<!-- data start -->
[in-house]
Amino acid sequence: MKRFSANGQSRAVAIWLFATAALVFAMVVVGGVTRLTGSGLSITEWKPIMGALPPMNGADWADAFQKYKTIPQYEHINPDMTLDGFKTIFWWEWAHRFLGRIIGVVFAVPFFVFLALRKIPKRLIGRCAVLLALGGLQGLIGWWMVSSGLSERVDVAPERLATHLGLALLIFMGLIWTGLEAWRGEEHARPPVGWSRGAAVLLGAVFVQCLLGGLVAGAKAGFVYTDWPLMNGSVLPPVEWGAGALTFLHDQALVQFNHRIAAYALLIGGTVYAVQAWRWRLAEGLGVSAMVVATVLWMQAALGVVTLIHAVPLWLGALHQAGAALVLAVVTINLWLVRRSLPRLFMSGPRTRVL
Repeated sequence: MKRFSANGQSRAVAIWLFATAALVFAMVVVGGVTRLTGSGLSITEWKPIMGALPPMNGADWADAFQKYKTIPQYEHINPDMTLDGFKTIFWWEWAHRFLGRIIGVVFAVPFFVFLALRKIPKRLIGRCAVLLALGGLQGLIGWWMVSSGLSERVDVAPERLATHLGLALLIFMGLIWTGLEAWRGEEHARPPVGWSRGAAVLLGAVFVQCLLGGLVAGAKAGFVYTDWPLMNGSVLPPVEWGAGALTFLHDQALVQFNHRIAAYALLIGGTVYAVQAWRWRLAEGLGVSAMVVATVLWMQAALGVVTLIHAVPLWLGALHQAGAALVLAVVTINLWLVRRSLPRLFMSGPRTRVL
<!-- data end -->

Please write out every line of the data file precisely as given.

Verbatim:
[in-house]
Amino acid sequence: MKRFSANGQSRAVAIWLFATAALVFAMVVVGGVTRLTGSGLSITEWKPIMGALPPMNGADWADAFQKYKTIPQYEHINPDMTLDGFKTIFWWEWAHRFLGRIIGVVFAVPFFVFLALRKIPKRLIGRCAVLLALGGLQGLIGWWMVSSGLSERVDVAPERLATHLGLALLIFMGLIWTGLEAWRGEEHARPPVGWSRGAAVLLGAVFVQCLLGGLVAGAKAGFVYTDWPLMNGSVLPPVEWGAGALTFLHDQALVQFNHRIAAYALLIGGTVYAVQAWRWRLAEGLGVSAMVVATVLWMQAALGVVTLIHAVPLWLGALHQAGAALVLAVVTINLWLVRRSLPRLFMSGPRTRVL
Repeated sequence: MKRFSANGQSRAVAIWLFATAALVFAMVVVGGVTRLTGSGLSITEWKPIMGALPPMNGADWADAFQKYKTIPQYEHINPDMTLDGFKTIFWWEWAHRFLGRIIGVVFAVPFFVFLALRKIPKRLIGRCAVLLALGGLQGLIGWWMVSSGLSERVDVAPERLATHLGLALLIFMGLIWTGLEAWRGEEHARPPVGWSRGAAVLLGAVFVQCLLGGLVAGAKAGFVYTDWPLMNGSVLPPVEWGAGALTFLHDQALVQFNHRIAAYALLIGGTVYAVQAWRWRLAEGLGVSAMVVATVLWMQAALGVVTLIHAVPLWLGALHQAGAALVLAVVTINLWLVRRSLPRLFMSGPRTRVL